Smithsonian takes a shine to National Post editor Richard Johnson’s raw images of life in war zones
This past week, Richard Johnson donated 20 of his illustrations to the Smithsonian’s National Museum of American History, in the hope his artwork can continue to tell the stories of the conflicts in Afghanistan and Iraq for generations to come.
The 45-year-old says his initial desire to head out into the field was born more out of frustration than anything else. “I find it at times personally very frustrating how little attention is paid to certain aspects of stories and for me the artwork is a way of making people pay attention to something they would normally not read,” he says.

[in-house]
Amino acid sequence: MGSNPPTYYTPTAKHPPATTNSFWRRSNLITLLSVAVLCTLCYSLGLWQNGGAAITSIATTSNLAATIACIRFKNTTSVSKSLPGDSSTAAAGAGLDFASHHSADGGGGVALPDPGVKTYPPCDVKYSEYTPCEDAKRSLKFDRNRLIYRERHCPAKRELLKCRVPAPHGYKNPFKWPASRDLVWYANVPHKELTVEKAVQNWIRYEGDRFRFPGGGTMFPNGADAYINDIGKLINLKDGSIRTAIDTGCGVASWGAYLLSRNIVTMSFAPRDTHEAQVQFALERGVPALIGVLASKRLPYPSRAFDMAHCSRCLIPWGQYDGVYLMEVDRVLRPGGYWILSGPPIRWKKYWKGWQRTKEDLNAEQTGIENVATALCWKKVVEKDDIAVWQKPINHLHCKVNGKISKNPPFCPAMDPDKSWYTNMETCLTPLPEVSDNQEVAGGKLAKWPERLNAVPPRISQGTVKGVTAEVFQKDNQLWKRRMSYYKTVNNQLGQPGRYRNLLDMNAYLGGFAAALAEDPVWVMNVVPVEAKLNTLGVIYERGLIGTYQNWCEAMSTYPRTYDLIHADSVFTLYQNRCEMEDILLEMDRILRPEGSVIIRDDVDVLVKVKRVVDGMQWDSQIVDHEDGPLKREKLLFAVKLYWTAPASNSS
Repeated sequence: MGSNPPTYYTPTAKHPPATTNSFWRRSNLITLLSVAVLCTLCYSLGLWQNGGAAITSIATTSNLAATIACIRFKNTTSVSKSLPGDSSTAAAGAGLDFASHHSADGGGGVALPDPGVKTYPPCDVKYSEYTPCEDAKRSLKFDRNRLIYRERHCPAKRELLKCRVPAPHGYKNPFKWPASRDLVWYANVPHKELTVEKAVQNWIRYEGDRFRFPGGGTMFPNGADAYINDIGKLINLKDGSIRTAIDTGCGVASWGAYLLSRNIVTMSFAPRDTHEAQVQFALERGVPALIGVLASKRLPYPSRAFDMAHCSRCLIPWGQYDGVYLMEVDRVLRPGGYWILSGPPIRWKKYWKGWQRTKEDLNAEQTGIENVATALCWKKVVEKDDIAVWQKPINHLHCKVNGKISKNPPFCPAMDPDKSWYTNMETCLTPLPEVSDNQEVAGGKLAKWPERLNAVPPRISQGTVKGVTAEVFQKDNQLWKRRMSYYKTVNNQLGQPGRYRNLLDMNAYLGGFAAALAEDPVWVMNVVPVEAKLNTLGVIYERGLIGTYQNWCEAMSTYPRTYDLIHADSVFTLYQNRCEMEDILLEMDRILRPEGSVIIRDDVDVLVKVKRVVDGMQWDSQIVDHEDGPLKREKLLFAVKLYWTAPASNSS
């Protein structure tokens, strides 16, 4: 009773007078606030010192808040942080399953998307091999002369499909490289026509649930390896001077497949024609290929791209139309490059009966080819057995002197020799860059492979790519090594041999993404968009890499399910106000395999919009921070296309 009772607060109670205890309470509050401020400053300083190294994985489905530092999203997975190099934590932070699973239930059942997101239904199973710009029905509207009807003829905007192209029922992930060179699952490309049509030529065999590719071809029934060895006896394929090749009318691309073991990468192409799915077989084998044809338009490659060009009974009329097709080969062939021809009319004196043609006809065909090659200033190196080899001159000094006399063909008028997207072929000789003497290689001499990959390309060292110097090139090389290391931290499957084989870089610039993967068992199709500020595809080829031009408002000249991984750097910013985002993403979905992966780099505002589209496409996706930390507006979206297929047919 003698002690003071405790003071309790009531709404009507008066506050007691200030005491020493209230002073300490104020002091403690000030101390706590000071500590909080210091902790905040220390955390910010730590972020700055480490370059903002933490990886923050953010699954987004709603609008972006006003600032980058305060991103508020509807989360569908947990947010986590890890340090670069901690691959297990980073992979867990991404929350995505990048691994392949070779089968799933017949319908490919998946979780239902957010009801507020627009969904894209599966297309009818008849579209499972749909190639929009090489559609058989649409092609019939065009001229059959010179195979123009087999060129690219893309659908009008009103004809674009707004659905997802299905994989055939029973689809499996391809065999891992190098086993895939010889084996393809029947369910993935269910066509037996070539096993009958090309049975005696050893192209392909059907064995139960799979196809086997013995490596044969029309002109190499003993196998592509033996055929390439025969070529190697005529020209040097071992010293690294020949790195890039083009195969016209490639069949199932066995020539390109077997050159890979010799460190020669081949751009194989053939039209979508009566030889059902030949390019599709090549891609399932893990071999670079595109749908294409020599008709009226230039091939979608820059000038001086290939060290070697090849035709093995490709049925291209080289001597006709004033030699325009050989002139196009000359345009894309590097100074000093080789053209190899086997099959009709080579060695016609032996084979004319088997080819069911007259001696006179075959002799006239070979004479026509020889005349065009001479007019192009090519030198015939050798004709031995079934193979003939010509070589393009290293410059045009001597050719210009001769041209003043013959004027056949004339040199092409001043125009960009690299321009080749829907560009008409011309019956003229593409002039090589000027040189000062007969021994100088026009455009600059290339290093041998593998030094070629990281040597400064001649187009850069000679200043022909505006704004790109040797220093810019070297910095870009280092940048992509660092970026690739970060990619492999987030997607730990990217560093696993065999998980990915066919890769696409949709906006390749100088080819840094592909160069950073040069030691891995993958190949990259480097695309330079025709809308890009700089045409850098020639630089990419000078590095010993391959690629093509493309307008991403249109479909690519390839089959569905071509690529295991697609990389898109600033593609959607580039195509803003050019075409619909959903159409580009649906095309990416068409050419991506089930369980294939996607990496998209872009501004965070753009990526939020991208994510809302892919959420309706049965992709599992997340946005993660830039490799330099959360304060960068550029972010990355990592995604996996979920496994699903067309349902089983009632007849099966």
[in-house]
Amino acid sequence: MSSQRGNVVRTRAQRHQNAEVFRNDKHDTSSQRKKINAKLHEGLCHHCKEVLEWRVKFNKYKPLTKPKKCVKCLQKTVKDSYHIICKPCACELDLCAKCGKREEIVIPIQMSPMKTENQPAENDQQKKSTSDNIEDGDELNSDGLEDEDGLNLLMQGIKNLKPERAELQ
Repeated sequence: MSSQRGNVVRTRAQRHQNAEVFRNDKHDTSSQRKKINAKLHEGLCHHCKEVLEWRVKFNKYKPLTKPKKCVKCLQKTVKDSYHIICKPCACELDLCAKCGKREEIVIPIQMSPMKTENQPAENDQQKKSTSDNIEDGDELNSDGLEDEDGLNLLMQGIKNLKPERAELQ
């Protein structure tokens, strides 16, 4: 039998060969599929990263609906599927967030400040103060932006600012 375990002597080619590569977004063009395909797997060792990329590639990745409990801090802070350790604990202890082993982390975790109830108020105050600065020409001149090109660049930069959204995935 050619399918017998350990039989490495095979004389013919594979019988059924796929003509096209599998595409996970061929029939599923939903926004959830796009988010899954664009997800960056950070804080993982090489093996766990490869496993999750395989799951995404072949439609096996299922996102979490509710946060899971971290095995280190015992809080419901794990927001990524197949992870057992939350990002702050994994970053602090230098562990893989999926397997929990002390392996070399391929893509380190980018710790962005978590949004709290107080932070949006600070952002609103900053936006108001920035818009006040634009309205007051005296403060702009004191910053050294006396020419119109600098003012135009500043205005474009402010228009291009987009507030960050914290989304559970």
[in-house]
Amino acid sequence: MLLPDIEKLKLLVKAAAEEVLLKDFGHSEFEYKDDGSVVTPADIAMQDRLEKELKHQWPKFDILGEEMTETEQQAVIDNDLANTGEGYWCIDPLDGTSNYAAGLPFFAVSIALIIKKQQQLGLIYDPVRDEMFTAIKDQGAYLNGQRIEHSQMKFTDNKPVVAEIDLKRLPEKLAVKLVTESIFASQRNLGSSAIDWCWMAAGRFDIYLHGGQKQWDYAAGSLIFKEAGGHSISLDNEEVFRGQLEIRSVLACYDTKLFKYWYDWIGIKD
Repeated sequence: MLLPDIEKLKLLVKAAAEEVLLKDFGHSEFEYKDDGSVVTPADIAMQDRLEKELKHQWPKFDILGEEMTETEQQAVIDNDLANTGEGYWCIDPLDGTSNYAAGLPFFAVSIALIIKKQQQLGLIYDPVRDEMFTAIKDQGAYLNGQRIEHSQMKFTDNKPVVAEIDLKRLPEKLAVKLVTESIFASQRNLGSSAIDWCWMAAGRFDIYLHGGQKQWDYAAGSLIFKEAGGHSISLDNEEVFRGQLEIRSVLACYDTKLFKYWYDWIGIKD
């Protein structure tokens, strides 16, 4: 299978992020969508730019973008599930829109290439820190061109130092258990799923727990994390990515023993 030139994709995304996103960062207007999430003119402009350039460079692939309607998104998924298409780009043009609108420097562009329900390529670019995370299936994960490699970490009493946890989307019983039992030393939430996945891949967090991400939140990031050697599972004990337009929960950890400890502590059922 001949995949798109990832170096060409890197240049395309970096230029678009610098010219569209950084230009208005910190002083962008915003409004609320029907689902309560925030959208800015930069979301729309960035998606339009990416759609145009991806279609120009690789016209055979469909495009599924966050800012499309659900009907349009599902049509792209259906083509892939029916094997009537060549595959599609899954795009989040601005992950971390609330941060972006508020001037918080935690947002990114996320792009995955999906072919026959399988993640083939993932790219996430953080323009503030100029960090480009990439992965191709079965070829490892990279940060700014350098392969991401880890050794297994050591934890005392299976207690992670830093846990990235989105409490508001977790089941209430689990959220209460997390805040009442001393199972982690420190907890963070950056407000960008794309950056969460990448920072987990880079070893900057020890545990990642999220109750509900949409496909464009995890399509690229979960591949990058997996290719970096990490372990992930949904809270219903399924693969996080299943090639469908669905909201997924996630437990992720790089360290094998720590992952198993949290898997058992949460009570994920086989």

With the long operations in Iraq and Afghanistan, Johnson says readers were growing numb to the “sanitized” images they saw of burnt-out cars. “Nobody wants to be traumatized by seeing too many dead bodies,” he says.
Instead, Johnson’s images capture the everyday reality of life on the ground through a more “raw,” artistic approach, according to Jennifer Locke Jones, chair and curator of the Smithsonian’s division of armed forces. “He never goes back to it, or fill it in, and do the ‘prettying up’ that other artists do,” Jones says. Instead, she says, Johnson draws in the field, sparking an “immediacy and freshness” that traditional war illustrations lack.